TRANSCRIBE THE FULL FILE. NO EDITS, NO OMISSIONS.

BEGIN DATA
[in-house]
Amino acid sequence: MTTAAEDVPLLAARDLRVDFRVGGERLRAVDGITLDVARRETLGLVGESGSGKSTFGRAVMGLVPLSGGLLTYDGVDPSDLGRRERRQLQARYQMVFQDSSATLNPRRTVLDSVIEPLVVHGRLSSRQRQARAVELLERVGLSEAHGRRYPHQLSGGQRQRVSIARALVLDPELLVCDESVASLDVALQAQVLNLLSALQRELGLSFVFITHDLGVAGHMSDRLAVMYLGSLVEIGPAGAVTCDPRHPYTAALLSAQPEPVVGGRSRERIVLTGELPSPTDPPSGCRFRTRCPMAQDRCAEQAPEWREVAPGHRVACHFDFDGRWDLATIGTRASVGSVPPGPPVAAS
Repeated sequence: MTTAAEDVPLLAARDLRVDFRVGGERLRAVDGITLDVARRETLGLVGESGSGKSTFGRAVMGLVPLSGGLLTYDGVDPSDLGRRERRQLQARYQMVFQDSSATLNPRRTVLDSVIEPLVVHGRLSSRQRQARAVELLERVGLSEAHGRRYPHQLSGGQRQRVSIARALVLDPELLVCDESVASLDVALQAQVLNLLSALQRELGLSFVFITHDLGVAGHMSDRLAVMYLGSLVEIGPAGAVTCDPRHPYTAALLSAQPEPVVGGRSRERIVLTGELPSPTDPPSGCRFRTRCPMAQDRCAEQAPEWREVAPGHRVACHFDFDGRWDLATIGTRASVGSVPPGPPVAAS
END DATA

[in-house]
Amino acid sequence: MTTAAEDVPLLAARDLRVDFRVGGERLRAVDGITLDVARRETLGLVGESGSGKSTFGRAVMGLVPLSGGLLTYDGVDPSDLGRRERRQLQARYQMVFQDSSATLNPRRTVLDSVIEPLVVHGRLSSRQRQARAVELLERVGLSEAHGRRYPHQLSGGQRQRVSIARALVLDPELLVCDESVASLDVALQAQVLNLLSALQRELGLSFVFITHDLGVAGHMSDRLAVMYLGSLVEIGPAGAVTCDPRHPYTAALLSAQPEPVVGGRSRERIVLTGELPSPTDPPSGCRFRTRCPMAQDRCAEQAPEWREVAPGHRVACHFDFDGRWDLATIGTRASVGSVPPGPPVAAS
Repeated sequence: MTTAAEDVPLLAARDLRVDFRVGGERLRAVDGITLDVARRETLGLVGESGSGKSTFGRAVMGLVPLSGGLLTYDGVDPSDLGRRERRQLQARYQMVFQDSSATLNPRRTVLDSVIEPLVVHGRLSSRQRQARAVELLERVGLSEAHGRRYPHQLSGGQRQRVSIARALVLDPELLVCDESVASLDVALQAQVLNLLSALQRELGLSFVFITHDLGVAGHMSDRLAVMYLGSLVEIGPAGAVTCDPRHPYTAALLSAQPEPVVGGRSRERIVLTGELPSPTDPPSGCRFRTRCPMAQDRCAEQAPEWREVAPGHRVACHFDFDGRWDLATIGTRASVGSVPPGPPVAAS